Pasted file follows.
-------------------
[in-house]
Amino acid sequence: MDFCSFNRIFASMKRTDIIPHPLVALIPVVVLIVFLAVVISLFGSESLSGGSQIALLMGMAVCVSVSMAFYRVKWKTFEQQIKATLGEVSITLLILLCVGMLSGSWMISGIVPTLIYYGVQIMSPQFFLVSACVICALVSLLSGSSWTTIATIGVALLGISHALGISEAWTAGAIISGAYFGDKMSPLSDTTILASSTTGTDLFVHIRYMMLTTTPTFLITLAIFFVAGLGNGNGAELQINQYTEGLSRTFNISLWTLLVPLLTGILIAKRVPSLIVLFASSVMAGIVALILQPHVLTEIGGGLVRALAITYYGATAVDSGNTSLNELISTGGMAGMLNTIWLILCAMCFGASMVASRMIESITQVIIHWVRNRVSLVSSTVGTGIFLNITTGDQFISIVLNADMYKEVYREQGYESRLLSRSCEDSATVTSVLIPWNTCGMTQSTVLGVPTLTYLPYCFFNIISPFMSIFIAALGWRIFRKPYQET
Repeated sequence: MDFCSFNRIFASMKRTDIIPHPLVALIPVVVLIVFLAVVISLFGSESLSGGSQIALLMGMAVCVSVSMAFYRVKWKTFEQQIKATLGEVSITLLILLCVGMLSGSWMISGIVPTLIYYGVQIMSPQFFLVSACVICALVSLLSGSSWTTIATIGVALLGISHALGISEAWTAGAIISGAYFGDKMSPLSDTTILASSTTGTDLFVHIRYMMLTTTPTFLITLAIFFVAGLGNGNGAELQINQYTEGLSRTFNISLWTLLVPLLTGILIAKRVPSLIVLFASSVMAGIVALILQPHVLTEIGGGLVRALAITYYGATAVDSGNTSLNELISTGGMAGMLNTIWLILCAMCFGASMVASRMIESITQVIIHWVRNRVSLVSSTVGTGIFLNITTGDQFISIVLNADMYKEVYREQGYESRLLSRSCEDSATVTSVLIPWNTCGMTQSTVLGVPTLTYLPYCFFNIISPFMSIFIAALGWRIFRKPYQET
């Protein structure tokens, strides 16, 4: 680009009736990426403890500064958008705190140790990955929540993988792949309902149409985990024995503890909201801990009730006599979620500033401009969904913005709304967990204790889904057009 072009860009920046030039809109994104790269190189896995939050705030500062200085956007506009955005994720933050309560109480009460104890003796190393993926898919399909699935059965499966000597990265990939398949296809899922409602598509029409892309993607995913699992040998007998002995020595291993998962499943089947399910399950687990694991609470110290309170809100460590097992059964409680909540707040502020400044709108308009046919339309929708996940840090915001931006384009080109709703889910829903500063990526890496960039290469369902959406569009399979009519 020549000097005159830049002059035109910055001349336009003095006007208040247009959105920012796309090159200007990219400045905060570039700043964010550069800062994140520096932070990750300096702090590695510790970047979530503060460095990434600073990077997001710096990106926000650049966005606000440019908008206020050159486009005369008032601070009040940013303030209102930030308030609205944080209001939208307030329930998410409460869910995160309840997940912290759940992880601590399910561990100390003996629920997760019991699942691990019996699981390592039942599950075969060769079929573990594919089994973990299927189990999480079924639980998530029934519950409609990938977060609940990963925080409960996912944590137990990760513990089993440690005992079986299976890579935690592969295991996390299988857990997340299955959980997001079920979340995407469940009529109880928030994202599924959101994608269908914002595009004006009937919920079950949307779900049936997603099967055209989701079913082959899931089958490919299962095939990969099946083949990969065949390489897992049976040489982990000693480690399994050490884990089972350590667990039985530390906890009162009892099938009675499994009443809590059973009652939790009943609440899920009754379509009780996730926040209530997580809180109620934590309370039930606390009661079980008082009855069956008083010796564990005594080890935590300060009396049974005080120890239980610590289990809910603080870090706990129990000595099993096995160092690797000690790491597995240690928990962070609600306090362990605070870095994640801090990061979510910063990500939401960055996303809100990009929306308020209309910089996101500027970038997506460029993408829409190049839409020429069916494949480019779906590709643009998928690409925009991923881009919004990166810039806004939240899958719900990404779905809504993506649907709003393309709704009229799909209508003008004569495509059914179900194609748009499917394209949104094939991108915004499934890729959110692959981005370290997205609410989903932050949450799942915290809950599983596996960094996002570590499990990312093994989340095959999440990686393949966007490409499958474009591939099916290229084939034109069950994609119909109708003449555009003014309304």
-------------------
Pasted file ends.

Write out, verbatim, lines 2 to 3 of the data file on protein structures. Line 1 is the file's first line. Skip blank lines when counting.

Amino acid sequence: MDFCSFNRIFASMKRTDIIPHPLVALIPVVVLIVFLAVVISLFGSESLSGGSQIALLMGMAVCVSVSMAFYRVKWKTFEQQIKATLGEVSITLLILLCVGMLSGSWMISGIVPTLIYYGVQIMSPQFFLVSACVICALVSLLSGSSWTTIATIGVALLGISHALGISEAWTAGAIISGAYFGDKMSPLSDTTILASSTTGTDLFVHIRYMMLTTTPTFLITLAIFFVAGLGNGNGAELQINQYTEGLSRTFNISLWTLLVPLLTGILIAKRVPSLIVLFASSVMAGIVALILQPHVLTEIGGGLVRALAITYYGATAVDSGNTSLNELISTGGMAGMLNTIWLILCAMCFGASMVASRMIESITQVIIHWVRNRVSLVSSTVGTGIFLNITTGDQFISIVLNADMYKEVYREQGYESRLLSRSCEDSATVTSVLIPWNTCGMTQSTVLGVPTLTYLPYCFFNIISPFMSIFIAALGWRIFRKPYQET
Repeated sequence: MDFCSFNRIFASMKRTDIIPHPLVALIPVVVLIVFLAVVISLFGSESLSGGSQIALLMGMAVCVSVSMAFYRVKWKTFEQQIKATLGEVSITLLILLCVGMLSGSWMISGIVPTLIYYGVQIMSPQFFLVSACVICALVSLLSGSSWTTIATIGVALLGISHALGISEAWTAGAIISGAYFGDKMSPLSDTTILASSTTGTDLFVHIRYMMLTTTPTFLITLAIFFVAGLGNGNGAELQINQYTEGLSRTFNISLWTLLVPLLTGILIAKRVPSLIVLFASSVMAGIVALILQPHVLTEIGGGLVRALAITYYGATAVDSGNTSLNELISTGGMAGMLNTIWLILCAMCFGASMVASRMIESITQVIIHWVRNRVSLVSSTVGTGIFLNITTGDQFISIVLNADMYKEVYREQGYESRLLSRSCEDSATVTSVLIPWNTCGMTQSTVLGVPTLTYLPYCFFNIISPFMSIFIAALGWRIFRKPYQET